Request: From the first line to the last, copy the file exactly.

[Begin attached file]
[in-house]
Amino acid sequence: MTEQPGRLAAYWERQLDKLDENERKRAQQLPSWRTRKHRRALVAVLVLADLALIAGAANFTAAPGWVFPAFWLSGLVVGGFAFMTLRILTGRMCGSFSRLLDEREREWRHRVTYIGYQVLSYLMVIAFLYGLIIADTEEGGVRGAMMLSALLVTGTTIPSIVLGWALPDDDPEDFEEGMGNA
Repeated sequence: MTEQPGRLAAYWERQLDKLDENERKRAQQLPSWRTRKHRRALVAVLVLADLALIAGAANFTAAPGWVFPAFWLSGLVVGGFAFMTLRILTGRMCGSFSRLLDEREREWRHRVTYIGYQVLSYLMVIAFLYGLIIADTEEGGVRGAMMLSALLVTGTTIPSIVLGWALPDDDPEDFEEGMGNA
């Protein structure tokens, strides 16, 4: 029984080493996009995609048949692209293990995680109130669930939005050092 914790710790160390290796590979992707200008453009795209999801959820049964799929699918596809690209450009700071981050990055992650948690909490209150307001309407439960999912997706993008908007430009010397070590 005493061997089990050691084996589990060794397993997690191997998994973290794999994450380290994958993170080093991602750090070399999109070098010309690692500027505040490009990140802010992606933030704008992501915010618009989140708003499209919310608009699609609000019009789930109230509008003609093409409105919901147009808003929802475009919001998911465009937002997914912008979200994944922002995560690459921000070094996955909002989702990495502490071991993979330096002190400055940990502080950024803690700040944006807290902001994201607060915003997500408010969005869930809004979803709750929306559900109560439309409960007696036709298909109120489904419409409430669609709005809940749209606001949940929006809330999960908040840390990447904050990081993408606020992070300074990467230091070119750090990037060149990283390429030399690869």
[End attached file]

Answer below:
[in-house]
Amino acid sequence: MTEQPGRLAAYWERQLDKLDENERKRAQQLPSWRTRKHRRALVAVLVLADLALIAGAANFTAAPGWVFPAFWLSGLVVGGFAFMTLRILTGRMCGSFSRLLDEREREWRHRVTYIGYQVLSYLMVIAFLYGLIIADTEEGGVRGAMMLSALLVTGTTIPSIVLGWALPDDDPEDFEEGMGNA
Repeated sequence: MTEQPGRLAAYWERQLDKLDENERKRAQQLPSWRTRKHRRALVAVLVLADLALIAGAANFTAAPGWVFPAFWLSGLVVGGFAFMTLRILTGRMCGSFSRLLDEREREWRHRVTYIGYQVLSYLMVIAFLYGLIIADTEEGGVRGAMMLSALLVTGTTIPSIVLGWALPDDDPEDFEEGMGNA
């Protein structure tokens, strides 16, 4: 029984080493996009995609048949692209293990995680109130669930939005050092 914790710790160390290796590979992707200008453009795209999801959820049964799929699918596809690209450009700071981050990055992650948690909490209150307001309407439960999912997706993008908007430009010397070590 005493061997089990050691084996589990060794397993997690191997998994973290794999994450380290994958993170080093991602750090070399999109070098010309690692500027505040490009990140802010992606933030704008992501915010618009989140708003499209919310608009699609609000019009789930109230509008003609093409409105919901147009808003929802475009919001998911465009937002997914912008979200994944922002995560690459921000070094996955909002989702990495502490071991993979330096002190400055940990502080950024803690700040944006807290902001994201607060915003997500408010969005869930809004979803709750929306559900109560439309409960007696036709298909109120489904419409409430669609709005809940749209606001949940929006809330999960908040840390990447904050990081993408606020992070300074990467230091070119750090990037060149990283390429030399690869």